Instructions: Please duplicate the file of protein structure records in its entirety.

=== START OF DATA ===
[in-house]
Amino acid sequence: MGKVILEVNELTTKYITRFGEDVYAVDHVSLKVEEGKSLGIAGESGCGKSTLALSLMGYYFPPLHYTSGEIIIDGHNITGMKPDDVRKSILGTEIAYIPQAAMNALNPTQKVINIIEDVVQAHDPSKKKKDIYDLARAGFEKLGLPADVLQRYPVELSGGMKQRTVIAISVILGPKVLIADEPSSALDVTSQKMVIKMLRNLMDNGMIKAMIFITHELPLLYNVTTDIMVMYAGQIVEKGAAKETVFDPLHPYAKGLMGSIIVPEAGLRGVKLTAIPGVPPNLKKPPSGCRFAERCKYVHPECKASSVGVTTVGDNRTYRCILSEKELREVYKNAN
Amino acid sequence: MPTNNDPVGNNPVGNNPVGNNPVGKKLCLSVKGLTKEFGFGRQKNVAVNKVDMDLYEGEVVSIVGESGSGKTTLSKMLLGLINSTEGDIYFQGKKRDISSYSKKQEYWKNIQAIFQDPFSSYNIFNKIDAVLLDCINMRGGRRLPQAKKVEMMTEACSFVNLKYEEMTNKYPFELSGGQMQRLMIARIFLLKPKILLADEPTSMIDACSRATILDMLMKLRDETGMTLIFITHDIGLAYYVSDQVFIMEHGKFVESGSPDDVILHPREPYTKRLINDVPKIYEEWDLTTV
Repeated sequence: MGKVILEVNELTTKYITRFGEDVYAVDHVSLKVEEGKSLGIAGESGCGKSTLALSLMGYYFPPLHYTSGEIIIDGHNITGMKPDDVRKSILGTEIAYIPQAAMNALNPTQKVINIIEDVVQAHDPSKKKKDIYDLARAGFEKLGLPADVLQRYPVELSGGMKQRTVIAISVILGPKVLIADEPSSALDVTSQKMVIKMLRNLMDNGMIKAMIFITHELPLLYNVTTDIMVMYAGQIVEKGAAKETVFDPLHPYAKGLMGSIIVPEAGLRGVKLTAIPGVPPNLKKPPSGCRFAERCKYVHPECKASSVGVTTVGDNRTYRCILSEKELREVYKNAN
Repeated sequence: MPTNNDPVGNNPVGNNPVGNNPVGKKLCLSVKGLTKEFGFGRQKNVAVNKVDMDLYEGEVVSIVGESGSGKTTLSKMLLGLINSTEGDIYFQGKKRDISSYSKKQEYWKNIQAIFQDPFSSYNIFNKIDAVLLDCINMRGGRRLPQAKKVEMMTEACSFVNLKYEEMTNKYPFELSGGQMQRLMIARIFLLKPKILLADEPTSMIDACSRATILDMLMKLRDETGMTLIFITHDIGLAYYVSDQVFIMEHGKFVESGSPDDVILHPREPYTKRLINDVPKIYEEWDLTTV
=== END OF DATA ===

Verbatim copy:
[in-house]
Amino acid sequence: MGKVILEVNELTTKYITRFGEDVYAVDHVSLKVEEGKSLGIAGESGCGKSTLALSLMGYYFPPLHYTSGEIIIDGHNITGMKPDDVRKSILGTEIAYIPQAAMNALNPTQKVINIIEDVVQAHDPSKKKKDIYDLARAGFEKLGLPADVLQRYPVELSGGMKQRTVIAISVILGPKVLIADEPSSALDVTSQKMVIKMLRNLMDNGMIKAMIFITHELPLLYNVTTDIMVMYAGQIVEKGAAKETVFDPLHPYAKGLMGSIIVPEAGLRGVKLTAIPGVPPNLKKPPSGCRFAERCKYVHPECKASSVGVTTVGDNRTYRCILSEKELREVYKNAN
Amino acid sequence: MPTNNDPVGNNPVGNNPVGNNPVGKKLCLSVKGLTKEFGFGRQKNVAVNKVDMDLYEGEVVSIVGESGSGKTTLSKMLLGLINSTEGDIYFQGKKRDISSYSKKQEYWKNIQAIFQDPFSSYNIFNKIDAVLLDCINMRGGRRLPQAKKVEMMTEACSFVNLKYEEMTNKYPFELSGGQMQRLMIARIFLLKPKILLADEPTSMIDACSRATILDMLMKLRDETGMTLIFITHDIGLAYYVSDQVFIMEHGKFVESGSPDDVILHPREPYTKRLINDVPKIYEEWDLTTV
Repeated sequence: MGKVILEVNELTTKYITRFGEDVYAVDHVSLKVEEGKSLGIAGESGCGKSTLALSLMGYYFPPLHYTSGEIIIDGHNITGMKPDDVRKSILGTEIAYIPQAAMNALNPTQKVINIIEDVVQAHDPSKKKKDIYDLARAGFEKLGLPADVLQRYPVELSGGMKQRTVIAISVILGPKVLIADEPSSALDVTSQKMVIKMLRNLMDNGMIKAMIFITHELPLLYNVTTDIMVMYAGQIVEKGAAKETVFDPLHPYAKGLMGSIIVPEAGLRGVKLTAIPGVPPNLKKPPSGCRFAERCKYVHPECKASSVGVTTVGDNRTYRCILSEKELREVYKNAN
Repeated sequence: MPTNNDPVGNNPVGNNPVGNNPVGKKLCLSVKGLTKEFGFGRQKNVAVNKVDMDLYEGEVVSIVGESGSGKTTLSKMLLGLINSTEGDIYFQGKKRDISSYSKKQEYWKNIQAIFQDPFSSYNIFNKIDAVLLDCINMRGGRRLPQAKKVEMMTEACSFVNLKYEEMTNKYPFELSGGQMQRLMIARIFLLKPKILLADEPTSMIDACSRATILDMLMKLRDETGMTLIFITHDIGLAYYVSDQVFIMEHGKFVESGSPDDVILHPREPYTKRLINDVPKIYEEWDLTTV